About Sarah Sorge

A high school science teacher, Sarah Sorge has taught in private, charter, and public schools in grades 7-12. Her areas of interest include neuroscience, education, and problem-based science instruction. Recently, Sarah was awarded the distinction of New York State Master Teacher.

The Conundrum of Extra CreditEvery classroom teacher has encountered the inevitable question from a student or parent, “Do you offer extra credit?”  The reasons can be myriad:  the student was out of school due to illness and his/her grades suffered for it.  The parents may want the student to gain additional mastery of the material.  More often than not, I encounter requests for extra credit from a student who is in one of two positions:  1) he/she is failing despite putting forth effort and is desperate to yank up the course grade, or 2) the student did not do much or any work during the marking period and he/she is making a last-ditch effort to try and pass.  What is a teacher to do?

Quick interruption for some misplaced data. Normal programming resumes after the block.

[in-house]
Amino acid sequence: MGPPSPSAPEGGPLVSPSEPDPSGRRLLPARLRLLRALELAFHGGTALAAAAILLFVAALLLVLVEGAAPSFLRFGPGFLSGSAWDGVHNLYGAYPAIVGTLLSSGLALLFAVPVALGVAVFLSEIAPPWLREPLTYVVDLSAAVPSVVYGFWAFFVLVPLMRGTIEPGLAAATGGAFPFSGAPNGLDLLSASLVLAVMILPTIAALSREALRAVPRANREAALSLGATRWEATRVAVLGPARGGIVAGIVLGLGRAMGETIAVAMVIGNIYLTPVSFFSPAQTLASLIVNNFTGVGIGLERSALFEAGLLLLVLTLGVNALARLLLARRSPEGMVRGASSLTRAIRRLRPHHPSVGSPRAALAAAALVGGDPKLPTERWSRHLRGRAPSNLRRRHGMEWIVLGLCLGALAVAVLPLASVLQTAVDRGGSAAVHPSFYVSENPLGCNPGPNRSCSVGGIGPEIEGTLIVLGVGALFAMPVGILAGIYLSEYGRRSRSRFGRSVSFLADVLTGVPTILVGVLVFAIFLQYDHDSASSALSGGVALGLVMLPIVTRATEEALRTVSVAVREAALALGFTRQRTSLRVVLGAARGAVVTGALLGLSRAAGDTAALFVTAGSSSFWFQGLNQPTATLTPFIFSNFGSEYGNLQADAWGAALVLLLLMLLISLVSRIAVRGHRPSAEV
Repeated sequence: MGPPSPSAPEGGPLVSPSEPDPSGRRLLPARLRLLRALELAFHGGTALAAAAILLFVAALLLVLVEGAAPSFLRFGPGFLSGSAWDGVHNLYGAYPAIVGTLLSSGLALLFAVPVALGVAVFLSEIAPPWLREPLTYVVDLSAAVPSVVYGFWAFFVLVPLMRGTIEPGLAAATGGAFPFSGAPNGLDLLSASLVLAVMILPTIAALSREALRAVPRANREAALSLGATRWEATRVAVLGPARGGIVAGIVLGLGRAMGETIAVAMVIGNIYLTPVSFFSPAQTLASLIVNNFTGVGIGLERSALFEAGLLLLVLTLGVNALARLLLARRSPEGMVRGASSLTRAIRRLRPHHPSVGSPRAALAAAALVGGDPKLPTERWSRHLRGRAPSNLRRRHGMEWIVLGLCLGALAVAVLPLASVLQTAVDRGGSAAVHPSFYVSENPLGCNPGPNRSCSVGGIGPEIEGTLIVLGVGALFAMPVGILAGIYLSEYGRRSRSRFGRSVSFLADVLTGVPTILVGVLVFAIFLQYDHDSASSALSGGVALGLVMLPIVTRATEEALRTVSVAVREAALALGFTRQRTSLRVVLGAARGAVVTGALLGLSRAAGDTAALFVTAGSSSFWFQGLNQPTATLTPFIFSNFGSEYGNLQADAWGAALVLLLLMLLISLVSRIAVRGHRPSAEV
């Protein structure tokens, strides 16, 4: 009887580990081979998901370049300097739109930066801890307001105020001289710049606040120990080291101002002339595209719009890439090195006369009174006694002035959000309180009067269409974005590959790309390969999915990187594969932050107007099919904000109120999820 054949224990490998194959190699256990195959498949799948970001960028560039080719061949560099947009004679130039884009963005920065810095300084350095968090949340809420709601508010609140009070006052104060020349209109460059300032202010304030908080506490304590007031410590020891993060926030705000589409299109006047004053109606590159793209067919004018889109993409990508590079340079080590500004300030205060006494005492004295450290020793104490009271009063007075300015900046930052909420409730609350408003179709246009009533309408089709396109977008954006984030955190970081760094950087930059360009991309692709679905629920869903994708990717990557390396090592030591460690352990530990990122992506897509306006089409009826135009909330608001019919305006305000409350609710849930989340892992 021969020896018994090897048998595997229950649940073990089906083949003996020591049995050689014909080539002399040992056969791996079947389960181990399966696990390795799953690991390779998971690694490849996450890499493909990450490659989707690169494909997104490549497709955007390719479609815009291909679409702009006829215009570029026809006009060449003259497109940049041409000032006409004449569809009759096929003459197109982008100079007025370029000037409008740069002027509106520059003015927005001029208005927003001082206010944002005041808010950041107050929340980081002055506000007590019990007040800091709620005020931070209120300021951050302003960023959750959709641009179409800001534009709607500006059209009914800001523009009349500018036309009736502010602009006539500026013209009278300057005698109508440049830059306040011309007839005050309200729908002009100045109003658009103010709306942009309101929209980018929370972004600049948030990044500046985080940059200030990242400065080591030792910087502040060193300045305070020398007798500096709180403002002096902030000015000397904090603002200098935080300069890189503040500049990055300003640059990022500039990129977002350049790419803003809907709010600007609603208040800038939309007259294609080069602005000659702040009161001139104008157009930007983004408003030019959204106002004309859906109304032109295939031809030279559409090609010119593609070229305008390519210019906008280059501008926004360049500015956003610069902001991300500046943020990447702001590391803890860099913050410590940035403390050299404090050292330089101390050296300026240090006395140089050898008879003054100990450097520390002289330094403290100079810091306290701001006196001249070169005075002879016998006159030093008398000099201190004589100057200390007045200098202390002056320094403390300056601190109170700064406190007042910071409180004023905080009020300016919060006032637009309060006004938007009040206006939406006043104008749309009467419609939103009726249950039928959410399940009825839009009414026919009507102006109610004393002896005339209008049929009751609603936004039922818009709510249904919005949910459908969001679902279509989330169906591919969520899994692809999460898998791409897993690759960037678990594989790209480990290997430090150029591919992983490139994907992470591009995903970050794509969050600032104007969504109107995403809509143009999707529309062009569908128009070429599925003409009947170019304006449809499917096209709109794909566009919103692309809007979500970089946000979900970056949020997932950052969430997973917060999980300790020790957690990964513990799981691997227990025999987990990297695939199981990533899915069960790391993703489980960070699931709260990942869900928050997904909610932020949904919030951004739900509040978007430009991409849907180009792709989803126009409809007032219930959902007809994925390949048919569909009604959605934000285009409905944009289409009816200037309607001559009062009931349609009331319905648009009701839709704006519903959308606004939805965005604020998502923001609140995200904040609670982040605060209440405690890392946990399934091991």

Thankfully, my school has an absolute no extra credit rule; the most I can give is a bonus question or two on a test and some teachers utilize homework passes if a student receives a certain benchmark grade on a test.  However, to say that the teacher has to assign additional work for additional credit upon request is written down in the student and parent handbook as a black-and-white “no.”  This was not a unilateral decision made by administration; instead, the faculty convened as a group during one of our meetings and decided this as a group.  Administration supported this decision for several reasons, and while I agree with it wholeheartedly this article is not a persuasive essay on the bane of extra credit.  Instead, I intend on outlining the pro’s and con’s of this educational option in the event that a teacher reading this has the singular choice on what to do in the classroom regarding his/her policy on extra credit.  Ask any teacher and each will have their own opinions regarding extra credit and what this reflects on the student.